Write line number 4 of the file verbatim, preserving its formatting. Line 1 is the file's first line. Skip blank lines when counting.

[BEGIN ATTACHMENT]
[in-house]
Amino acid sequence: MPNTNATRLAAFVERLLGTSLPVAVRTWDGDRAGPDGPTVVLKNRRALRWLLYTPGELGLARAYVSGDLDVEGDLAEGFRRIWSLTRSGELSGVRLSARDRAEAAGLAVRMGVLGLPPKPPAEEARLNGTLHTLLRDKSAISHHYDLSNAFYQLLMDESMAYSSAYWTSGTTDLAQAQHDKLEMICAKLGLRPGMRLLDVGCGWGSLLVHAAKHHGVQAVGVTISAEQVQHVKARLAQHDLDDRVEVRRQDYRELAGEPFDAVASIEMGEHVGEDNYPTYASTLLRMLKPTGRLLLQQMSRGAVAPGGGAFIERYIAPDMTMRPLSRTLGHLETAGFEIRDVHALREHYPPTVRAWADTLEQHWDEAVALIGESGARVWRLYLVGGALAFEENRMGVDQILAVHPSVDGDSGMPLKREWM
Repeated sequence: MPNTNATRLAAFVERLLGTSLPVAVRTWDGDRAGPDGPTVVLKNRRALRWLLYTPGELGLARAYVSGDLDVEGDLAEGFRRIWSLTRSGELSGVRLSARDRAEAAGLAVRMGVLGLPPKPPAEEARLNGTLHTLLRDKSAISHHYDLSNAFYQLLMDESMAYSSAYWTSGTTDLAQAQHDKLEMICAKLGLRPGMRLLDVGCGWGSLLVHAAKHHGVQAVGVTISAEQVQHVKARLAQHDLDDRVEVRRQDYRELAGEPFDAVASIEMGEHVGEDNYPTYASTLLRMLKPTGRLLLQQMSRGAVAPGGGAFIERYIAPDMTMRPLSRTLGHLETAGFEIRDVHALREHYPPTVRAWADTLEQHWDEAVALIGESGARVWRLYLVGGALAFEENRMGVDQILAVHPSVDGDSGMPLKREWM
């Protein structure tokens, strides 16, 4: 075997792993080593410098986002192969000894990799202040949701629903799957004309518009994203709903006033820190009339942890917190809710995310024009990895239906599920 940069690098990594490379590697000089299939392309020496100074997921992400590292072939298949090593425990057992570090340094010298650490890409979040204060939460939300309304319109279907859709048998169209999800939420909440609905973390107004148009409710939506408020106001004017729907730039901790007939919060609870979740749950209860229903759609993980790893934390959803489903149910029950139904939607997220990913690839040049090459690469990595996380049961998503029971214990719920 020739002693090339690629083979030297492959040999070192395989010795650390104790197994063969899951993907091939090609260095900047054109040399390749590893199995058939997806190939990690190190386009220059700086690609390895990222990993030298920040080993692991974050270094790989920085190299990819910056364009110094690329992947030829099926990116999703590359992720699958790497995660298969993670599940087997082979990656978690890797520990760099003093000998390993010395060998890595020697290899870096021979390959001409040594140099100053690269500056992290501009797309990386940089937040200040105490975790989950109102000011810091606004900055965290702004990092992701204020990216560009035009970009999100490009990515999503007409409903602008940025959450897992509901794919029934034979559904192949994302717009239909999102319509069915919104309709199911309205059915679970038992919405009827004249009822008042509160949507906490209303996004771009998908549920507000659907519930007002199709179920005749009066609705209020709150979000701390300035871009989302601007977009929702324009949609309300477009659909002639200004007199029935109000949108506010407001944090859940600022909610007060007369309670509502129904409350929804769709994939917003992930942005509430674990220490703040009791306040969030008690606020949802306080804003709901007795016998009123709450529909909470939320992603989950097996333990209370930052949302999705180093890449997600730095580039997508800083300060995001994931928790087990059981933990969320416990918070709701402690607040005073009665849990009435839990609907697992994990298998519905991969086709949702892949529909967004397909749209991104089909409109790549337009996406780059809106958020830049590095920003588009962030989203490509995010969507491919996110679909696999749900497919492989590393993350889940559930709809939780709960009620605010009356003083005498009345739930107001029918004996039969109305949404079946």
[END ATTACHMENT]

């Protein structure tokens, strides 16, 4: 075997792993080593410098986002192969000894990799202040949701629903799957004309518009994203709903006033820190009339942890917190809710995310024009990895239906599920 940069690098990594490379590697000089299939392309020496100074997921992400590292072939298949090593425990057992570090340094010298650490890409979040204060939460939300309304319109279907859709048998169209999800939420909440609905973390107004148009409710939506408020106001004017729907730039901790007939919060609870979740749950209860229903759609993980790893934390959803489903149910029950139904939607997220990913690839040049090459690469990595996380049961998503029971214990719920 020739002693090339690629083979030297492959040999070192395989010795650390104790197994063969899951993907091939090609260095900047054109040399390749590893199995058939997806190939990690190190386009220059700086690609390895990222990993030298920040080993692991974050270094790989920085190299990819910056364009110094690329992947030829099926990116999703590359992720699958790497995660298969993670599940087997082979990656978690890797520990760099003093000998390993010395060998890595020697290899870096021979390959001409040594140099100053690269500056992290501009797309990386940089937040200040105490975790989950109102000011810091606004900055965290702004990092992701204020990216560009035009970009999100490009990515999503007409409903602008940025959450897992509901794919029934034979559904192949994302717009239909999102319509069915919104309709199911309205059915679970038992919405009827004249009822008042509160949507906490209303996004771009998908549920507000659907519930007002199709179920005749009066609705209020709150979000701390300035871009989302601007977009929702324009949609309300477009659909002639200004007199029935109000949108506010407001944090859940600022909610007060007369309670509502129904409350929804769709994939917003992930942005509430674990220490703040009791306040969030008690606020949802306080804003709901007795016998009123709450529909909470939320992603989950097996333990209370930052949302999705180093890449997600730095580039997508800083300060995001994931928790087990059981933990969320416990918070709701402690607040005073009665849990009435839990609907697992994990298998519905991969086709949702892949529909967004397909749209991104089909409109790549337009996406780059809106958020830049590095920003588009962030989203490509995010969507491919996110679909696999749900497919492989590393993350889940559930709809939780709960009620605010009356003083005498009345739930107001029918004996039969109305949404079946």